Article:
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Seattle Minimum WageEssay

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Policy

There are a number of potential benefits for a $15 minimum wage policy in Seattle. The city highlights a few of them. In particular, the city (2014) notes that the policy will "help low income workers and families in their communities," and this occurs by boosting the wage of workers who otherwise would make significantly less. With higher take-home wages, they will be better able to provide for their families, having greater buying power. The policy is therefore a transfer of wealth from the broader Seattle community, which will have to pay higher prices, to low-wage workers.

While some businesses argue that the policy will hurt them, businesses in low-wage areas may well see an increase in their revenues, because of the greater spending power of the workers who live in their areas (Hanauer, 2013). Rising wage inequality in absence of escalating minimum wages reduces the buying power of consumers in general. Thus, when the buying power of consumers increases, this creates more revenue for businesses. In some cases, that revenue will not be enough to offset the higher wages, but in the case of many businesses it will be.

Naturally, the politicians will benefit as well, if the policy is popular. There will be a political bump, in particular if the people harmed by the policy are not harmed to any great degree.

2)

A $15 minimum wage will be harmful to some members of the society. In principle, the harm is to be spread out among a larger group of people, to the point where the harm is not all that noticeable, but the benefits will accrue to a smaller group of people and will be noticeable. Some business owners have immediately argued against the law, noting that it increases their costs but is unlikely to increase their businesses, since they cater to a target market that already makes more than $15/hr (Meyers, 2014). With an increase in expenses and no corresponding increase in wages, either the owner makes less or has to cut costs. If cutting costs means laying off staff, that harms those people. Myers (2014) argues that owners will be forced to cut all non-essential staff, but that ends up being an argument in favor of the $15 minimum wage being more economically efficient, which by most economic models it is not.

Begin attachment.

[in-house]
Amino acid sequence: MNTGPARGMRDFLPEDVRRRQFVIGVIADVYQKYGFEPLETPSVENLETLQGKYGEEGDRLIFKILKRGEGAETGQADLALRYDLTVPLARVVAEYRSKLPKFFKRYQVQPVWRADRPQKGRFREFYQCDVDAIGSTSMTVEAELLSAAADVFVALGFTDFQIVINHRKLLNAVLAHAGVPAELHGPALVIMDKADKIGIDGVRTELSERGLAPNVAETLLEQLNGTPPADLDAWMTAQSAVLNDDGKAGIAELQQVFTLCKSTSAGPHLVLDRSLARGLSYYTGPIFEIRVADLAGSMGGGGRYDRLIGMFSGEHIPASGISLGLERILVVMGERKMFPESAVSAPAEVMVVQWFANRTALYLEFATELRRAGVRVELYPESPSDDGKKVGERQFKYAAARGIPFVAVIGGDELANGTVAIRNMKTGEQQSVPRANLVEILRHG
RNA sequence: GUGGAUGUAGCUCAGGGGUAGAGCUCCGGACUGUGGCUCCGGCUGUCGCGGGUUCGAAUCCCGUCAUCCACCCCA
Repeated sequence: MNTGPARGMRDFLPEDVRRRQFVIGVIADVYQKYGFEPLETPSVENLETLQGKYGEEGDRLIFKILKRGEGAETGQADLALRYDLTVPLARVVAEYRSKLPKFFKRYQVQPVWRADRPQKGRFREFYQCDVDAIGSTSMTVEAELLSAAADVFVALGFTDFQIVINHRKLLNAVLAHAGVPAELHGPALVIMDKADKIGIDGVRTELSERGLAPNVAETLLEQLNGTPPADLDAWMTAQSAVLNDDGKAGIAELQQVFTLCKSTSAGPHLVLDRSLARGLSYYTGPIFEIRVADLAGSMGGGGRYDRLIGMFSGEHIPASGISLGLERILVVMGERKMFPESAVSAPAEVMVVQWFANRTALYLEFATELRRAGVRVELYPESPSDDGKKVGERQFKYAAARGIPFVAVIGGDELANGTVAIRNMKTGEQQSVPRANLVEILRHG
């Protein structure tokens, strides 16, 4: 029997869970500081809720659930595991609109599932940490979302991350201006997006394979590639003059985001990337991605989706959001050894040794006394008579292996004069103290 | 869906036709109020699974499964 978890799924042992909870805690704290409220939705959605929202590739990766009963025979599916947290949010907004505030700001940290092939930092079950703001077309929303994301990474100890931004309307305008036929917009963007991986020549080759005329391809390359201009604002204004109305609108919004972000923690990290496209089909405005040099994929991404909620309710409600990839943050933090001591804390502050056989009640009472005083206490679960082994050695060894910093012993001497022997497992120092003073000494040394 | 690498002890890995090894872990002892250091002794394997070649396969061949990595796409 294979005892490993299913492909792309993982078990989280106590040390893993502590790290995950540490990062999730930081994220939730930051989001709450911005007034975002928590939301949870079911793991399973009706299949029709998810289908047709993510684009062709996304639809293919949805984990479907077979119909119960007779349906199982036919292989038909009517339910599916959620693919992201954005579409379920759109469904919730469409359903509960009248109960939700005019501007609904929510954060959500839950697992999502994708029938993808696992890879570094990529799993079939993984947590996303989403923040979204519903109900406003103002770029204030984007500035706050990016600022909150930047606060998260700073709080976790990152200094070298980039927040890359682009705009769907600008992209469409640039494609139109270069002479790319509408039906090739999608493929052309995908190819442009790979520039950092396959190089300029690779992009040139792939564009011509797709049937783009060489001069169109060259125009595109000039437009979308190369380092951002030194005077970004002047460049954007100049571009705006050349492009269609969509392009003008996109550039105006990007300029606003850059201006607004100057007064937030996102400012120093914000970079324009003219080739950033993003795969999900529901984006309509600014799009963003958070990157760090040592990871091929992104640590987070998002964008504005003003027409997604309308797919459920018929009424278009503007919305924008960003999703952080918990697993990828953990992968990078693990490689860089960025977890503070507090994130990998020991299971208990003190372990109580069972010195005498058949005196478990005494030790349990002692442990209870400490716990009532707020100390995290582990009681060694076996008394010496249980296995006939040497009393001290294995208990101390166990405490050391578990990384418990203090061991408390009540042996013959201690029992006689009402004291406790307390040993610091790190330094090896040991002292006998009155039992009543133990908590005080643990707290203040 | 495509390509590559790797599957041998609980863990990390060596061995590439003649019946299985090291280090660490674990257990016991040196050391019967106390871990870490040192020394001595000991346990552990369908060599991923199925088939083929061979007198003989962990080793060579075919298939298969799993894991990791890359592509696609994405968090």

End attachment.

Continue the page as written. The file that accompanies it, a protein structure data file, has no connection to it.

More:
Customers of course will be impacted, because they will face higher costs associated with any goods that are associated with low-wage labor. This again will have knock-on effects. If the good has low price elasticity of demand, like gas, the consumer will have less money to save or spend on discretionaries. If the good is discretionary, such pints of IPA, the consumer may curtail consumption, harming all businesses involved in creating, distributing and retailing that product.

In SeaTac, there in anecdotal evidence that where the increase in minimum wage took hold, low-wage workers who had benefits lost them (Ng, 2014). Granted, many low-wage workers never had benefits to begin with, but health care benefits in particular as a massive expense so if a worker loses those, it could more than offset the higher wage increase. Those Obamacare plans aren't that cheap. This complaint seems legitimate, because there is not much in the Seattle plan to my non-lawyer eyes that protects the benefits that employees are currently receiving from being cut to pay for their wage increases.

3)

Seattle will probably not suffer for the higher minimum wage all that much. First, the city is rich and can afford it. Prices will not increase as much as predicted, either. It is accepted that prices will increase, but because surrounding communities have lower wages, prices in Seattle on many goods will be somewhat sticky. The price of a latte might increase, because nobody from Capitol Hill is going to drive to Renton for a coffee, but for goods that are transportable prices will be sticky in Seattle because of competition from those surrounding communities. Seattleites will pay the higher prices, more or less, because they can afford to, and because they are unlikely to substitute their hip urban neighborhoods for suburban ones on the basis of a slight increase in the price of a pizza. There will still be a negative economic impact, but with the wage increases phased in gradually and the impact spread over… [END OF PREVIEW]

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